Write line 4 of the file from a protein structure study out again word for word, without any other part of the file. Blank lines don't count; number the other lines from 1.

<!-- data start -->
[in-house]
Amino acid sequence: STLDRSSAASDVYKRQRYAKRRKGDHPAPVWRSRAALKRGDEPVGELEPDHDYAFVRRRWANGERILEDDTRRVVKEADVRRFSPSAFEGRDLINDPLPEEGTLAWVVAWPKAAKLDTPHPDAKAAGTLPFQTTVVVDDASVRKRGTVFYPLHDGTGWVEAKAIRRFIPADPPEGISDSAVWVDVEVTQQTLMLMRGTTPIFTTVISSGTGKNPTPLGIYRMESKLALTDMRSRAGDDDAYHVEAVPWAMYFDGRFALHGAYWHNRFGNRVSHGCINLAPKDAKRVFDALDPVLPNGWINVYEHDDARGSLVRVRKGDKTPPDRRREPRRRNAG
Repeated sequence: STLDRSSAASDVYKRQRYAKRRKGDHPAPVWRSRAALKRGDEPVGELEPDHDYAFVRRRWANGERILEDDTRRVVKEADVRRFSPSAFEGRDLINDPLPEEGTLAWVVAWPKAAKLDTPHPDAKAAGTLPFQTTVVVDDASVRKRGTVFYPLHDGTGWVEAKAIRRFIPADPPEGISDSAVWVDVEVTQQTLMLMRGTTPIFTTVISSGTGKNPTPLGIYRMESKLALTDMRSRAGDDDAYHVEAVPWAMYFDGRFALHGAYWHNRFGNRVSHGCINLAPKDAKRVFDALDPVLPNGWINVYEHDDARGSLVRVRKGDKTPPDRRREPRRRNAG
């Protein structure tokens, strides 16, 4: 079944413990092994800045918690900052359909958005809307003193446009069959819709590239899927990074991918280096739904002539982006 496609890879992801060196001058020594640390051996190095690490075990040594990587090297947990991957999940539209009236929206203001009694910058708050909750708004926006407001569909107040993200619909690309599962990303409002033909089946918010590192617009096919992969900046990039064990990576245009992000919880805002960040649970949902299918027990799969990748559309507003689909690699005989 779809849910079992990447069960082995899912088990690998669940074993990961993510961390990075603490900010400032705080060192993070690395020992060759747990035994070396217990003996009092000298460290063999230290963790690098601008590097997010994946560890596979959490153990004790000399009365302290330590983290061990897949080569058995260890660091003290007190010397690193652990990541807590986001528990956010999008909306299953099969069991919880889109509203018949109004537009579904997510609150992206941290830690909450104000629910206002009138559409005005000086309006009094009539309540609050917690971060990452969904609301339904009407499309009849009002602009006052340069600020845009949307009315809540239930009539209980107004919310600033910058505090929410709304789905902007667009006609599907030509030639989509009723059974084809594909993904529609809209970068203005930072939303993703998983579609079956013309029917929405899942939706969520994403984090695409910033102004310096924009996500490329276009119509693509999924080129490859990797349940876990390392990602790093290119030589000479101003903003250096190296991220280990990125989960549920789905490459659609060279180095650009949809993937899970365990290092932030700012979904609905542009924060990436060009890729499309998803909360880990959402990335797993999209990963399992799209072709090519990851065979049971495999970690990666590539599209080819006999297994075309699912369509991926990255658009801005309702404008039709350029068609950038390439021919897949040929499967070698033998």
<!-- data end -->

């Protein structure tokens, strides 16, 4: 079944413990092994800045918690900052359909958005809307003193446009069959819709590239899927990074991918280096739904002539982006 496609890879992801060196001058020594640390051996190095690490075990040594990587090297947990991957999940539209009236929206203001009694910058708050909750708004926006407001569909107040993200619909690309599962990303409002033909089946918010590192617009096919992969900046990039064990990576245009992000919880805002960040649970949902299918027990799969990748559309507003689909690699005989 779809849910079992990447069960082995899912088990690998669940074993990961993510961390990075603490900010400032705080060192993070690395020992060759747990035994070396217990003996009092000298460290063999230290963790690098601008590097997010994946560890596979959490153990004790000399009365302290330590983290061990897949080569058995260890660091003290007190010397690193652990990541807590986001528990956010999008909306299953099969069991919880889109509203018949109004537009579904997510609150992206941290830690909450104000629910206002009138559409005005000086309006009094009539309540609050917690971060990452969904609301339904009407499309009849009002602009006052340069600020845009949307009315809540239930009539209980107004919310600033910058505090929410709304789905902007667009006609599907030509030639989509009723059974084809594909993904529609809209970068203005930072939303993703998983579609079956013309029917929405899942939706969520994403984090695409910033102004310096924009996500490329276009119509693509999924080129490859990797349940876990390392990602790093290119030589000479101003903003250096190296991220280990990125989960549920789905490459659609060279180095650009949809993937899970365990290092932030700012979904609905542009924060990436060009890729499309998803909360880990959402990335797993999209990963399992799209072709090519990851065979049971495999970690990666590539599209080819006999297994075309699912369509991926990255658009801005309702404008039709350029068609950038390439021919897949040929499967070698033998």